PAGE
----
Exhort by Sound Doctrine

“If there is one who is irreproachable, a husband of one wife, whose children have faith, not open to the accusation of reckless living or undisciplined behavior, for it is required that the overseer is irreproachable as God’s steward, not intractable, not short-tempered, not violent, not greedy, but hospitable, a lover of good, prudent, upright, pious, disciplined, being devoted to the faithful Word as taught, that he might be able to exhort people in doctrine that is sound and reprove those who deny it.”

(Titus 1:6-9)

So, once again, why must an Elder, or overseer of the church be devoted to the faithful Word as taught? Paul lists two reasons. First, he must be able to exhort people in sound doctrine and second, he must be able to reprove those who deny it. On one hand, to exhort, on the other hand, to reprove.

The Greek word for exhortation is παρακαλέω (parakaleo), which means to urge strongly or to make an appeal that one think in a given way about a given idea or purpose. Notice that the purpose of exhortation is to get the audience to change their mind about something or at least to get them to the point where they think about the subject the way the speaker does. While indeed, exhortation can and does affect one’s passions and emotions, it has no lasting value unless it engages with the mind and the reason as well. One of the great tragedies of the twentieth-century model of evangelism (largely inherited from Charles Finney) is that it appeals primarily to the heart-strings, but leaves the mind quite unchanged. In turn, a great majority of the “conversions” that take place at the “altar call” are superficial and fall away. The rallies and crusades take on the appearance of being sensational, but leave the church and the communities largely unchanged.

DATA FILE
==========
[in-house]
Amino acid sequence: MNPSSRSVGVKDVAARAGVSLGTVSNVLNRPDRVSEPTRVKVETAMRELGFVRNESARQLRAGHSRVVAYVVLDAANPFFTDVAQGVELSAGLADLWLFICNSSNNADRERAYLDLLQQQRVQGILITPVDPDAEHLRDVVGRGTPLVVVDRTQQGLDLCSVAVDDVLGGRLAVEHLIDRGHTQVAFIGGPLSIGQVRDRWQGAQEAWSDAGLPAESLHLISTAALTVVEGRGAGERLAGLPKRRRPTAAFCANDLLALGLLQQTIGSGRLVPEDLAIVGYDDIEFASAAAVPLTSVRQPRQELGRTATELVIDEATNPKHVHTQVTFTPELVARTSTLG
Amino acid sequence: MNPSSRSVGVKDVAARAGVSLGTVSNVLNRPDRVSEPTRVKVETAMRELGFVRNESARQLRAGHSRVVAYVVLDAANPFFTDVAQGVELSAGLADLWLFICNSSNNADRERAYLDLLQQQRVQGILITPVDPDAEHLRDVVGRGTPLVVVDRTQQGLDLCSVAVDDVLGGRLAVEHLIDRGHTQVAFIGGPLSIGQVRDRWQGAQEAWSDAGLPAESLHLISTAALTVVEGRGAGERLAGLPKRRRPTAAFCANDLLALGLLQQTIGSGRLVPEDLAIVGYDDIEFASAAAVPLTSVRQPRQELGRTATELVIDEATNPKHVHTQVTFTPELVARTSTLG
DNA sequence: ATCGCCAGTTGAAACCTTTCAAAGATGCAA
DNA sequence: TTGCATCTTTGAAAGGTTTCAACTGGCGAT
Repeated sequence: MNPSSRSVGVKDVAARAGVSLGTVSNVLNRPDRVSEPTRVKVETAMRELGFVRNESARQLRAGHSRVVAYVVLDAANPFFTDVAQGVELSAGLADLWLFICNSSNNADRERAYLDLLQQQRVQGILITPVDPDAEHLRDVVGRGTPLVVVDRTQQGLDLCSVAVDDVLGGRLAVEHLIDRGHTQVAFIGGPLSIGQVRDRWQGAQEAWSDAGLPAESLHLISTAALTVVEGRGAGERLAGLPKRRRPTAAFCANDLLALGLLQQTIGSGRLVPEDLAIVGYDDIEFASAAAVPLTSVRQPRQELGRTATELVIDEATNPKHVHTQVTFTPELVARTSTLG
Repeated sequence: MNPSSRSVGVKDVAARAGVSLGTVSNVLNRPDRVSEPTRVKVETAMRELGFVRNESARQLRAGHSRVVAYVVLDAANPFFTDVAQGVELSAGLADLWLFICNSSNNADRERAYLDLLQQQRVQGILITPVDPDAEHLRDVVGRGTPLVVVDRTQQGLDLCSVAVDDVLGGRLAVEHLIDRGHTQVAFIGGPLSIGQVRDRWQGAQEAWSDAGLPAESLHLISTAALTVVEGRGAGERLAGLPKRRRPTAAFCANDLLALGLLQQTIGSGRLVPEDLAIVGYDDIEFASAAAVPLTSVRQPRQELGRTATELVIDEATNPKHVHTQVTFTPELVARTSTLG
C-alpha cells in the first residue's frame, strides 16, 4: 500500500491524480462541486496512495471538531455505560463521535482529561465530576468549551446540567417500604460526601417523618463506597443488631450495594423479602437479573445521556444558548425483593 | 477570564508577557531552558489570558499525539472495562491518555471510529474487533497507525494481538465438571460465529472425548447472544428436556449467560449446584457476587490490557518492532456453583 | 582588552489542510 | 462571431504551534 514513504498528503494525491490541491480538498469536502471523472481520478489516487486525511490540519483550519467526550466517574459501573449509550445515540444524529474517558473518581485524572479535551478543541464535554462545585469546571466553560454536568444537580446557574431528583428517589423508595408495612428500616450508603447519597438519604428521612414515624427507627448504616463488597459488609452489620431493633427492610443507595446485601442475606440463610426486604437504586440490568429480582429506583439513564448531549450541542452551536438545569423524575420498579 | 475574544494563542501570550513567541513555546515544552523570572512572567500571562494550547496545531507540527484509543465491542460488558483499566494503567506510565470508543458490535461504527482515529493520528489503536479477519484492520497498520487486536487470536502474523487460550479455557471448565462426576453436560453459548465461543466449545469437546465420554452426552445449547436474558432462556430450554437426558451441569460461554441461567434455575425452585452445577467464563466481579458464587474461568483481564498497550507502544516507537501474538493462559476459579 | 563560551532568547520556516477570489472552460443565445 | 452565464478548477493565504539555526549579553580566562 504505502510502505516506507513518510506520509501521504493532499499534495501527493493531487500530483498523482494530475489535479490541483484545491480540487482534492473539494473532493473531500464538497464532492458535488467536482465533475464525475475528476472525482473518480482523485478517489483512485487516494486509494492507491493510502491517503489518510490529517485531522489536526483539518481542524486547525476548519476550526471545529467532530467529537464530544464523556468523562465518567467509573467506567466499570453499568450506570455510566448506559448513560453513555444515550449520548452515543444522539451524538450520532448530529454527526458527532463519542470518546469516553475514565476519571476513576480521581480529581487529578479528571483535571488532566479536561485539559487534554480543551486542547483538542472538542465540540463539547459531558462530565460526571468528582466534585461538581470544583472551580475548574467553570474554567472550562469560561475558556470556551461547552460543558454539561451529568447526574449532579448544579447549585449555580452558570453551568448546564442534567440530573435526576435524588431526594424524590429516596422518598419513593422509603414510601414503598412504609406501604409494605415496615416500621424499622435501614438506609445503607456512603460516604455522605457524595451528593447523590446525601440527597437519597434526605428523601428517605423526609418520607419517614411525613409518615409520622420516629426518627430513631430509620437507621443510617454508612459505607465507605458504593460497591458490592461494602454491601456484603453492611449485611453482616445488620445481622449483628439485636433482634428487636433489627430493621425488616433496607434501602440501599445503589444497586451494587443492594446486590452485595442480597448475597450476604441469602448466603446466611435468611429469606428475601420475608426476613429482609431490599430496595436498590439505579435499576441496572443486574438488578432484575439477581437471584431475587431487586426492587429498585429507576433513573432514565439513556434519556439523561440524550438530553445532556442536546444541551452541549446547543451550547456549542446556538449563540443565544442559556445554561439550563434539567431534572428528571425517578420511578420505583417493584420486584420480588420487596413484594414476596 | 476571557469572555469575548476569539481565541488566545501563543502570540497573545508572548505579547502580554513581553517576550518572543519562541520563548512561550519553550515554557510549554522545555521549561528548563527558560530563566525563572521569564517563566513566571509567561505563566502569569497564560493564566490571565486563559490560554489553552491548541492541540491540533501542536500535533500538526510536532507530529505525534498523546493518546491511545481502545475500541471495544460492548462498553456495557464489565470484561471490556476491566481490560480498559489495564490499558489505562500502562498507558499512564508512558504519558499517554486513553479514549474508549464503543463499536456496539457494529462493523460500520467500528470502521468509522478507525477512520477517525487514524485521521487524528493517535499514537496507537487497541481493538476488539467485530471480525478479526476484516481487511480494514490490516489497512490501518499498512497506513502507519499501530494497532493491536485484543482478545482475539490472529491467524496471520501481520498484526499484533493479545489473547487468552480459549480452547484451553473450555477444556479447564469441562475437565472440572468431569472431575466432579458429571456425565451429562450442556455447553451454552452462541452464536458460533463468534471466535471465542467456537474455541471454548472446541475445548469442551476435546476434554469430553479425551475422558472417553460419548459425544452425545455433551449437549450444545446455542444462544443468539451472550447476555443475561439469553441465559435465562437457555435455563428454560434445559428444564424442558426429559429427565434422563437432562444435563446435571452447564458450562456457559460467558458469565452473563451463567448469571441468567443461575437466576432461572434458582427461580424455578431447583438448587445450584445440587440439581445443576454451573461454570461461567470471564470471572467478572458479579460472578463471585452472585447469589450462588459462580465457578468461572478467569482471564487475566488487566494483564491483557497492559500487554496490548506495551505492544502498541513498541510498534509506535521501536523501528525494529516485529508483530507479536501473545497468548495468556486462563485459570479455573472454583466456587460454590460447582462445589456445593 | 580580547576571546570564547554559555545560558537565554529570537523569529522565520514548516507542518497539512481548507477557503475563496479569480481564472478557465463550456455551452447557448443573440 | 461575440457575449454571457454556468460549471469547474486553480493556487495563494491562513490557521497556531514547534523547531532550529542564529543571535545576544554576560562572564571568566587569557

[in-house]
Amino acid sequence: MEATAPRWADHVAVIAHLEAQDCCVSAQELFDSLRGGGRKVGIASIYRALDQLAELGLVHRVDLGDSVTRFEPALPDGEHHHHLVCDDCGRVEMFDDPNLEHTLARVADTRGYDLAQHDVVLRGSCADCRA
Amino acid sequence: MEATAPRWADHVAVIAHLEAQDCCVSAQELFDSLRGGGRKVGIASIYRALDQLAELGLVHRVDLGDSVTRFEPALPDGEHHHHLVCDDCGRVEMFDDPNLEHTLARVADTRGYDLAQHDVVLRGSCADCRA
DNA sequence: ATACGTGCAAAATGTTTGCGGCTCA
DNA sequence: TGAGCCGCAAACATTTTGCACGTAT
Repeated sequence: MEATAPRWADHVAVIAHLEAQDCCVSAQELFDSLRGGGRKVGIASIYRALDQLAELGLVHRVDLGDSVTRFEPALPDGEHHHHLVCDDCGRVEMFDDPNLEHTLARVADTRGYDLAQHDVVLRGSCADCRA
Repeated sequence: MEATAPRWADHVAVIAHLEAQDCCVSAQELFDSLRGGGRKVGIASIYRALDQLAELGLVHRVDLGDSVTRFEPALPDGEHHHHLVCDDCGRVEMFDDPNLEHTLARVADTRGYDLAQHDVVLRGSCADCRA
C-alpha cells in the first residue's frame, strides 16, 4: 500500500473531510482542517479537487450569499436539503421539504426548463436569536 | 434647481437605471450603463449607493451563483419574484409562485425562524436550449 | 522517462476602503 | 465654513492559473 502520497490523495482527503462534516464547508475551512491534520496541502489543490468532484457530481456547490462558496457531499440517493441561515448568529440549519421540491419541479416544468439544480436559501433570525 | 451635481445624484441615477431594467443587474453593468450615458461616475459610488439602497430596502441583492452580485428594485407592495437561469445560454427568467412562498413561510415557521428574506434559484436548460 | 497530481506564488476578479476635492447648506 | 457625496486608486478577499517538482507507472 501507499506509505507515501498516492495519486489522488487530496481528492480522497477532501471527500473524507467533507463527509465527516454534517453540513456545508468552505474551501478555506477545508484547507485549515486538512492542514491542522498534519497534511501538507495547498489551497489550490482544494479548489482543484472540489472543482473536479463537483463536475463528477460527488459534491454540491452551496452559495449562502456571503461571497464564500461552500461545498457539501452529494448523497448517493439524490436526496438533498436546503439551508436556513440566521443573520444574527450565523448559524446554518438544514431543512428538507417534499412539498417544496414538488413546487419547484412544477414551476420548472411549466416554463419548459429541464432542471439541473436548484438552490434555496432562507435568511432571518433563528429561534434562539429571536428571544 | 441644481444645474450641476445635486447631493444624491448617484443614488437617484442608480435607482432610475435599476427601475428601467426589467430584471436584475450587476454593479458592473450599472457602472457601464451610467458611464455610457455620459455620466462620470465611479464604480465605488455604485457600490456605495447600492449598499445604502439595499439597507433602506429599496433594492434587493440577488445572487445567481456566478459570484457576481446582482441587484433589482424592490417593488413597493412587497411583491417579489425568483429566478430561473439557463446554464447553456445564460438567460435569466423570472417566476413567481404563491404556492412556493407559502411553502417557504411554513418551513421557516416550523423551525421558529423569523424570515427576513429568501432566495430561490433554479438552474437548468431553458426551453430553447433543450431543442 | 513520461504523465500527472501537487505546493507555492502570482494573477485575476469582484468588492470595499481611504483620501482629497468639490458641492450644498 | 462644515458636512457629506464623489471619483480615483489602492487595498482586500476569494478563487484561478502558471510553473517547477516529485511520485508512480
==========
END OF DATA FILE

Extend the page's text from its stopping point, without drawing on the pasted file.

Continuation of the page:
Notice, too, that the exhortation must be with sound doctrine. In other words, it matters how one exhorts…while the end is important (people thinking as they ought), the means by which that exhortation takes place is also important. That means, no preaching tricks, no manipulation or bullying from the pulpit must take place. For the pagan, it is perfectly acceptable to manipulate the audience so long as the point is won. Such is never the case for the Christian leader. If you cannot support a teaching or a doctrine from the scriptures themselves, do not teach it. The doctrine might be correct and it may be consistent with the confessions of faith or the catechisms, but unless you can defend the position from the Scriptures, do not teach or preach it lest you become sloppy in your teaching of doctrine.

I have known many pastors over the years who become louder and more impassioned the more scripturally weak their position happens to be. How many voices boom forward from pulpits Sunday after Sunday that are impassioned but without Biblical substance — “all fire, but no heat” as some would say. One ought to be able to reason through a position that one wishes to exhort their audience to hold…without doing that, one’s exhortation is little more than a show…entertainment for entertainment’s sake…not exhortation in sound doctrine.


  1. Tom Kallenberg

    Just ran into your blog/website yesterday, while researching the Psalms for my own Bible class. Thank you ….. so good to run into a Reformed, doctrinally solid pastor. Keep up the good work, and God bless your ministry!


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